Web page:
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As also discussed above, however, while Plaintiff laid out a sufficient factual basis for each of these claims in his pro se Complaint, he did not necessarily specify each of their legal bases; indeed, he made no mention of any labor law in his pleading. In the inquest context, this requires the Court to address the tension between its obligation to read a pro se complaint liberally to contain all causes of action suggested by the facts raised, Soto, 44 F.3d at 170, and its obligation under Rule 54(c) to ensure that a defaulting defendant has received proper notice of the damages that may be awarded against it, so as to be able to make an informed decision as to whether to defend the suit. While, in awarding damages on default judgments, courts have strictly construed the ad damnum clauses of complaints ( see supra at Section I(B)), it is this Court's view that applying too narrow a reading of a Plaintiff's pleading here would be inappropriate, as a pro se plaintiff should not lose the benefit of a liberal construction of his complaint simply because the defendant has chosen not to appear. Where the facts alleged in a pro se complaint are sufficiently clear to put the defendant on notice that a cause of action not explicitly stated may be fairly implied, a defaulting defendant risks being held liable for damages on those claims.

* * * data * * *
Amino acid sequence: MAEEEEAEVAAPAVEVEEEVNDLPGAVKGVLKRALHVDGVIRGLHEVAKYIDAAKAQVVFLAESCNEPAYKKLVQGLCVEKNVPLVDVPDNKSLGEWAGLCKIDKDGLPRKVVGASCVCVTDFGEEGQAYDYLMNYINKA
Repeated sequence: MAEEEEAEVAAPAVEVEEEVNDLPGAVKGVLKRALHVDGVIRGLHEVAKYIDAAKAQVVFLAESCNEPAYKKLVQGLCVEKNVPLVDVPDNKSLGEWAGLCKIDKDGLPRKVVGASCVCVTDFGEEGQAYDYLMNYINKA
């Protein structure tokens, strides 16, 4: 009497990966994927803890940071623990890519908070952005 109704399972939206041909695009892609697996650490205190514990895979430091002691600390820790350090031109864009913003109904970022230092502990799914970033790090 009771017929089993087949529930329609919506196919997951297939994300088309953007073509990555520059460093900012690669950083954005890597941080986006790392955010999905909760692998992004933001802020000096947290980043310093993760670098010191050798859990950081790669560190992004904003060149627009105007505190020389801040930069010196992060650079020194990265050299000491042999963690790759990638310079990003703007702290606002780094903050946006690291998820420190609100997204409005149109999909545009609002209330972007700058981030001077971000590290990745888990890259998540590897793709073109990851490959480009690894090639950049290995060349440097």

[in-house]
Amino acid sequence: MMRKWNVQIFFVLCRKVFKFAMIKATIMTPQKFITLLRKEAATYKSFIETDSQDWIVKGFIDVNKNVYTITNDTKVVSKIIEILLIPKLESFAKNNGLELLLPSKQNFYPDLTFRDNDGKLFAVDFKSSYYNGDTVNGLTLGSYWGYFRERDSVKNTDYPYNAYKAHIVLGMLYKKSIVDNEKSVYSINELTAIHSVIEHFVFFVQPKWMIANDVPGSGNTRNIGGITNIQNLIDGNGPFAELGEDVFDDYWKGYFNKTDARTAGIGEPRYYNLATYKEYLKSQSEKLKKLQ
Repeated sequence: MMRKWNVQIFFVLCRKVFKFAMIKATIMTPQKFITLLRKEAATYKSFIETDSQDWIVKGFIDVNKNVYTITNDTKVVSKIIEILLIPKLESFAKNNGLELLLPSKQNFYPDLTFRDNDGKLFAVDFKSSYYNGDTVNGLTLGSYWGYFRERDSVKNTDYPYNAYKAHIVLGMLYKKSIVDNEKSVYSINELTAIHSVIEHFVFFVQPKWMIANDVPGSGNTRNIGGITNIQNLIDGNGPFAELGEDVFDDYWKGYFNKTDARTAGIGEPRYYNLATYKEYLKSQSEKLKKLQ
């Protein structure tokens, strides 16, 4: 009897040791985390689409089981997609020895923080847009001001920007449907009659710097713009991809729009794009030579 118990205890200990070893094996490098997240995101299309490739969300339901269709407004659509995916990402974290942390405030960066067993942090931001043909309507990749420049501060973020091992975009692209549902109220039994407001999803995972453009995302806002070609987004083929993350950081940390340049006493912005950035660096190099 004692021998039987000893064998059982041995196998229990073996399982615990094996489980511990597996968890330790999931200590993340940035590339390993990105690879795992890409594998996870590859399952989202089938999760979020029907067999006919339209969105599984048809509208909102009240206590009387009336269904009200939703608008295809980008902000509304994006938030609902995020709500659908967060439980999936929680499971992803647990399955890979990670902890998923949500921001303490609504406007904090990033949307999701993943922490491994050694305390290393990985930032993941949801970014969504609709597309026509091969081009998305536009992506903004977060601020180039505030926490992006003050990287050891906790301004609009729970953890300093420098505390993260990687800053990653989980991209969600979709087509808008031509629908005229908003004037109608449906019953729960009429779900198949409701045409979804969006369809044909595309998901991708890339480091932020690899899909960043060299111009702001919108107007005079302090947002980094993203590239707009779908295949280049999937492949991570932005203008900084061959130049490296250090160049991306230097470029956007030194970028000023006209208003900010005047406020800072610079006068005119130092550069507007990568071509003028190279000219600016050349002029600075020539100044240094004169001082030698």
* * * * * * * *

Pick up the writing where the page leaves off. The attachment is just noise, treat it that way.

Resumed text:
In this case, it should again be stressed that, although Plaintiff did not explicitly plead claims under the FLSA and NYLL, the Complaint clearly -- and indeed primarily -- alleges facts regarding compensation sufficient to provide Defendant with the requisite notice. In particular, Plaintiff complains that he " never received [his] payroll check in a timely manner, or in the correct amount," that he " did report that to the [Department] of Labor," and that " later on [he] was fired." (Compl., at 3.) As the Complaint thus plainly alleges labor law violations, this Court concludes that Defendant was on adequate notice that damages could be awarded on such claims.[17] In addition, and as explained further below, given that the types of damages recommended here are all available under the various statutes that Plaintiff did invoke, the recommended damages (even including certain liquidated damages), should not be found, in this particular case, to " differ in kind" from the relief demanded in the Complaint.